His hostelry was a sign that Mostar, and the region, was showing signs of economic life.
Yet, still, he said, no one of the different religious communities in tiny Mostar dared cross the borders of the other communities, though until the conflict they had been friendly.
Gravestones filled all of the yards along the street in the Muslim area, bombed-out buildings dotted the town.
“A village war is the worst,” he said.
Reconstruction, paid for by international donors, was well underway when I was there. Yellow buses with the flag of Japan, which paid for them, provided public transit in towns. Heavy equipment was at work throughout the countryside building roads. The famous bridge of Mostar, the Starry Most, was a tourist draw after being refurbished by money from the United Kingdom. Even ancient roadside villages, such as Počitelj in Bosnia, right, housed little cafes and signage in multiple languages for the tourists they hoped would eventually come.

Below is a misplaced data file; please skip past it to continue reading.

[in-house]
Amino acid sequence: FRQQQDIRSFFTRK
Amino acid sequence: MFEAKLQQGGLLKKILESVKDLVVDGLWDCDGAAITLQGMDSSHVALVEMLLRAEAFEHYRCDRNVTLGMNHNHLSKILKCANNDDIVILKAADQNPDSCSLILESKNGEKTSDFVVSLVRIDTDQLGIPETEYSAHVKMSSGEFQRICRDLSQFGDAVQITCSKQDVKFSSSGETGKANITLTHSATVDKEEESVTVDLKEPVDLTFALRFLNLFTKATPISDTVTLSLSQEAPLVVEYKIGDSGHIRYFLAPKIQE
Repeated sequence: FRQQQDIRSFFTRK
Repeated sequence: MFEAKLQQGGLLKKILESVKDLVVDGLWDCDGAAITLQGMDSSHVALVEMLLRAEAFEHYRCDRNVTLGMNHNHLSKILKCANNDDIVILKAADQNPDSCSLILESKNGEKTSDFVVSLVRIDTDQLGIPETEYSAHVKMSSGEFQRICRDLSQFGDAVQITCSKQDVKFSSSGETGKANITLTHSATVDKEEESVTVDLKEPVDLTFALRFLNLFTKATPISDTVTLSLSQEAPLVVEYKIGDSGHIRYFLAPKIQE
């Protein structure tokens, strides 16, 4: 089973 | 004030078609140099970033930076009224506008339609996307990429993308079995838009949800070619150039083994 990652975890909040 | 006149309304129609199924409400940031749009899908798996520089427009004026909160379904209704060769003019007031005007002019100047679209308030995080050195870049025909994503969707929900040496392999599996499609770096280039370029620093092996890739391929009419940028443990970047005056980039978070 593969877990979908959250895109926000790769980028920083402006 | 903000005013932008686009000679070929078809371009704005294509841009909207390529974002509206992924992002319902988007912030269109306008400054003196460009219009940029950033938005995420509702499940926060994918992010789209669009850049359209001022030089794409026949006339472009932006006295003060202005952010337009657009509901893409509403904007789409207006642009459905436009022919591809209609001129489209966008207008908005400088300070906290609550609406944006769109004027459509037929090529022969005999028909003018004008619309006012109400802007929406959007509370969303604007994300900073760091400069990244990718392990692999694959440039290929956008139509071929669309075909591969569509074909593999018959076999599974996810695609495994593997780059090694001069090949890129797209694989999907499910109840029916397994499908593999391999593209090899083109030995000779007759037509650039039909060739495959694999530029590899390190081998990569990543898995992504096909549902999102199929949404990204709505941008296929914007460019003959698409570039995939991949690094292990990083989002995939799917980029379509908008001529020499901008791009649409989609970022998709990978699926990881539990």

Rebuilding the physical structures might be the least challenging remedy to the conflict in the former Yugoslavia.
Fixing people is harder. Will the justice now being meted out at the Hague, along with time, repair the extreme social damage?
Here’s some recommended reading, for history and context:
Non-fiction: Balkan Ghosts: A Journey Through History, by Robert D. Kaplan. Also his Reader’s Guide to the Balkans, New York Times, 1993
Fiction, The Bridge on the Drina, by Nobel-winning author Ivo Andrić, 1945. From Wikipedia: The Bridge on the Drina revolves around the town of Višegrad in Bosnia and Herzegovina and the Mehmed Paša Sokolović Bridge over the Drina river. The story spans about four centuries during the Ottoman and subsequently Austro-Hungarian administrations of the region and describes the lives, destinies and relations of the local inhabitants, with a particular focus on Muslims and Orthodox Christians living in Bosnia and Herzegovina.